Is Situational Leadership Still Relevant?
What is Situational Leadership?
Situational Leadership is a model for effective task-relevant leadership developed by Paul Hersey and Ken Blanchard. First introduced as ‘Life Cycle Theory of Leadership’, the model was renamed Situational Leadership in the mid 1970s.
The principles of the model include the theory that there is no single best method of leadership. The model proposes that, in order to lead and manage individuals or teams in the most successful way, a leader must adapt his or her style to suit the Performance Readiness of those they are attempting to lead. It also states that an effective leader must be able to change their methods of managing, coaching and influencing depending on the task that needs to be accomplished.
Therefore, the two underpinning fundamentals of Situational Leadership are Leadership Style and the individual or team’s Performance Readiness.
Leadership styles are categorised by the balance of Task Behaviour and Relationship Behaviour that a leader must achieve in order to maximise the performance of those he or she is leading. Hersey and Blanchard developed four Leadership Styles, each appropriate for different tasks and the people involved. They are:
S1 – Directing/Telling. The leader defines the roles required from the individuals or teams and gives clear and comprehensive directions concerning how to accomplish the task.
S2 – Coaching/Selling. The leader still provides direction but enables two-way communication to enable everyone to be involved in the decision making process.
S3 – Supporting/Participating. This style involves shared decision making about the task and how best to approach it.
S4 – Delegating. The leader is still involved in the decision making process. However, he or she delegates responsibility for decisions to individuals or teams whilst monitoring the progress and outcomes.
Of these styles, each is appropriate for different circumstances and tasks. Situational Leadership requires the leader to be able to identify which style is the most appropriate and adapt as necessary.
We all naturally change our manner and methods depending on who we are working with and what we are trying to achieve. The skill in Situational Leadership is being able to proactively choose which style to adopt to optimise the performance of others.
Performance Readiness refers to the people being led, and can change depending on the task in hand. For example, a person may be highly skilled and motivated in one particular area, yet lack comparable abilities and motivation in another.
Performance Readiness comprises of two key levels, Maturity Level and Development Level.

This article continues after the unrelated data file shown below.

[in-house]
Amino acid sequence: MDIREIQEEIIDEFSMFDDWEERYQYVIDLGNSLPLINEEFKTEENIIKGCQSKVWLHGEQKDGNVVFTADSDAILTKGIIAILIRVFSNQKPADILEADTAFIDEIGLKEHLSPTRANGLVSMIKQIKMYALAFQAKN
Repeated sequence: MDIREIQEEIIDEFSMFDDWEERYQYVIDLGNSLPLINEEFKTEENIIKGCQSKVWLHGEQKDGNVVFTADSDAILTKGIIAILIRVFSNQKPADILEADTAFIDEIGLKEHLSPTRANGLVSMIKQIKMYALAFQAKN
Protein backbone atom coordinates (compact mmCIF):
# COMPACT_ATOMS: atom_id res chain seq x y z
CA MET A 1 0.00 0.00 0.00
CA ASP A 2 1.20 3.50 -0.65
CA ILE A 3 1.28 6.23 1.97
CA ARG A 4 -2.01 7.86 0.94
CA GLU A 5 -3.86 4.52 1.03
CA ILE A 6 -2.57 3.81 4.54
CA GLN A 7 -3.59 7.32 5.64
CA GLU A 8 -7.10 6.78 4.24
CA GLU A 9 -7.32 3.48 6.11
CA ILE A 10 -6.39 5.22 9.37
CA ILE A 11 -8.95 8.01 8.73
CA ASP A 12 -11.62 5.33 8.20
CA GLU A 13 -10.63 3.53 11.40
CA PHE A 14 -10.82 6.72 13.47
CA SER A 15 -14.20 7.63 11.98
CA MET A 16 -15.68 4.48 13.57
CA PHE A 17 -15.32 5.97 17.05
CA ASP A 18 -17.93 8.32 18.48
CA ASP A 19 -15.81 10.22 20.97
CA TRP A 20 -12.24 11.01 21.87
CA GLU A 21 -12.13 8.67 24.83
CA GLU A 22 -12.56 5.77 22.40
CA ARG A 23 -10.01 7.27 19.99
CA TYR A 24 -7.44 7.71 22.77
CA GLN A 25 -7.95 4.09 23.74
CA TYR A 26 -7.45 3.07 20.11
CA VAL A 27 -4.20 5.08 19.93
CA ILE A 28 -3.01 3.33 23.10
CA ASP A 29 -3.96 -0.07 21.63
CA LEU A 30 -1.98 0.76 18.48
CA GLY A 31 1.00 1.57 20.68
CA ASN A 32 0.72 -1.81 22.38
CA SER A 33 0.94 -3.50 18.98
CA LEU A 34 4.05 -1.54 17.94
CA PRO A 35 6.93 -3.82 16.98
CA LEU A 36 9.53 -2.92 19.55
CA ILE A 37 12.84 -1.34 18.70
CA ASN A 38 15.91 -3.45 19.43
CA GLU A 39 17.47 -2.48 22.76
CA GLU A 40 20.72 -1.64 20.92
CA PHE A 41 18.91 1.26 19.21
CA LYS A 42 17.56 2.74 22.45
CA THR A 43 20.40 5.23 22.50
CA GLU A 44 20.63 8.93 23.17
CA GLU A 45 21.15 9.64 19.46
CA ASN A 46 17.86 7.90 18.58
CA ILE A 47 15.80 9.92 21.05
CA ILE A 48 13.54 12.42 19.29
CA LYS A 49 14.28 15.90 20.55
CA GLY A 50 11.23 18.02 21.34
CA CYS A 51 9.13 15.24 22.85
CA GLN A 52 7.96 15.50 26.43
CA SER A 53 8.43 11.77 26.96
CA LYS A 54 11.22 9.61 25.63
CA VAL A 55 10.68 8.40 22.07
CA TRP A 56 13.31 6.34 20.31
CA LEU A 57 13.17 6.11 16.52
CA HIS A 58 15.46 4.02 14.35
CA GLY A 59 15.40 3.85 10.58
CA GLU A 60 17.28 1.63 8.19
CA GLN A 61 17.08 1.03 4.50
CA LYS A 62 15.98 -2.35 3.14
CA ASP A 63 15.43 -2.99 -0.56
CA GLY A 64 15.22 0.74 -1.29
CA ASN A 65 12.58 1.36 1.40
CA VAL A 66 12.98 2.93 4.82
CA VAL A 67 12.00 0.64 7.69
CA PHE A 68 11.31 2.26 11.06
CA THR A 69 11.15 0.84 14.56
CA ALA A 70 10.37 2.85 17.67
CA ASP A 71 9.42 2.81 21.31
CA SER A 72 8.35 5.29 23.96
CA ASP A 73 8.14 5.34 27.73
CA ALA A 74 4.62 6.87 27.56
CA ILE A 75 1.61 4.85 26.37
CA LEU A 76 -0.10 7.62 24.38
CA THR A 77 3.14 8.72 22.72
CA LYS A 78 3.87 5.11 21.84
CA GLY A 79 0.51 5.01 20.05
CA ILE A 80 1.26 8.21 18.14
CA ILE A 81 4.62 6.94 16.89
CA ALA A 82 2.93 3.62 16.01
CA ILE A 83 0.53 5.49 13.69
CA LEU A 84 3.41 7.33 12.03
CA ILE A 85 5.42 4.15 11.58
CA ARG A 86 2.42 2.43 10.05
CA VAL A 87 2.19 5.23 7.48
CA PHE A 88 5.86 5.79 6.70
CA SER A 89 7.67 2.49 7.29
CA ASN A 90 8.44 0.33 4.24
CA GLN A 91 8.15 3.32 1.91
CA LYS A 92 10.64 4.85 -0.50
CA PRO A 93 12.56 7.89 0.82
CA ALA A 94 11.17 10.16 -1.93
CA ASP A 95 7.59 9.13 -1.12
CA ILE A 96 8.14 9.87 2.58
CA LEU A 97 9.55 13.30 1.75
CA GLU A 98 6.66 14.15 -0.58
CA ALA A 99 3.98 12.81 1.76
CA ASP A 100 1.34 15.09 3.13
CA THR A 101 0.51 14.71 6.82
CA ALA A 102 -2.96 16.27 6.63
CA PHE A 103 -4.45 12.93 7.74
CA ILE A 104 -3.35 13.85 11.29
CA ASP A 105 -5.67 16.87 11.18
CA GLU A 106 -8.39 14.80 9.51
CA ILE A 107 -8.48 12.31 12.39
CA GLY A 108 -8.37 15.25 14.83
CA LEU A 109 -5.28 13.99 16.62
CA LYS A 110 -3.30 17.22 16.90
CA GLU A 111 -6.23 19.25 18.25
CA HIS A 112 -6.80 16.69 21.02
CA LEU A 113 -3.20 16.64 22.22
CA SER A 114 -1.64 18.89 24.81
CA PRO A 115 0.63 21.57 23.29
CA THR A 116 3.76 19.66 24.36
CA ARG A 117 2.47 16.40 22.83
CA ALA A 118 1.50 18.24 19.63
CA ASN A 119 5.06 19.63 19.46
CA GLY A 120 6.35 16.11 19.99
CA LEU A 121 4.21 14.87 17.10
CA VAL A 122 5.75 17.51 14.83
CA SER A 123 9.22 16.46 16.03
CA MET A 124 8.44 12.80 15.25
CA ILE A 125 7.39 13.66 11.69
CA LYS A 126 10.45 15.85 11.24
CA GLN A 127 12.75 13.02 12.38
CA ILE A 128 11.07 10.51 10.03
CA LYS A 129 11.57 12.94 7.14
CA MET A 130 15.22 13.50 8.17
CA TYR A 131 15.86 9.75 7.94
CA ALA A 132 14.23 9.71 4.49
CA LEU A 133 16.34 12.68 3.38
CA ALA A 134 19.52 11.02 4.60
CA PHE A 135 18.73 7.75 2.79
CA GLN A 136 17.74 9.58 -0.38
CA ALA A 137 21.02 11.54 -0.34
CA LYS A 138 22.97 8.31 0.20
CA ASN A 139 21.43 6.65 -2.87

Maturity Levels are categorised as:
M1 (Unable and Unwilling) – They don’t have the required skills for the task and are also unable to accept responsibility for the task.
M2 ( Unable but Willing) – They don’t have the required skills but are keen to take on the responsibility.
M3 (Able but Unwilling) – They are experienced but don’t want to take on the responsibility.
M4 (Able and Willing) – They are experienced and also willing to take on the responsibility for the task.
Development Levels are categorised as:
D1 – Low competence but high commitment.
D2 – Low competence and low commitment.
D3 – High competence but low or inconsistent commitment.
D4 – High competence and high commitment.
By studying and applying the principles of Situational Leadership, individuals or teams can be categorised and led more effectively.
What is Situational Leadership Used For?
Situational Leadership is a popular and highly effective leadership style. The model can be adapted to suit many organisation’s requirements. With versatility being the key skill required from the leader, Situational Leadership can help leaders, managers, consultants and trainers to get the best out of those they work with. In business, optimising the performance of individuals and teams, results in better morale, higher productivity and reduced costs.
In any circumstance where people need to be led, directed or influenced, Situational Leadership provides a proven model to refer to and definitions to follow.
Is Situational Leadership Still Relevant Today?
In modern times, there are literally hundreds, if not thousands, of different leadership styles to study and adopt. However, many of these styles rely heavily on the fundamentals that form the principles of Situational Leadership. Unlike some other models, this is an easy approach to learn and can quickly have a measurable positive impact on an organisation’s processes and productivity. Tried and tested by thousands of organisations worldwide, Situational Leadership continues to be one of the best leadership styles to adopt.
It’s all too easy to find a leadership style that has worked well in one particular circumstance and then continue to lead in the same way. Learning to adjust your approach, depending on the task and the people involved, is a highly successful way of ensuring you are the best leader you can be in any situation.
At Illumine we have leadership training courses covering leadership styles and in particular Illumine’s Essential Management and Line Manager Training. All our courses can be tailored to your requirements.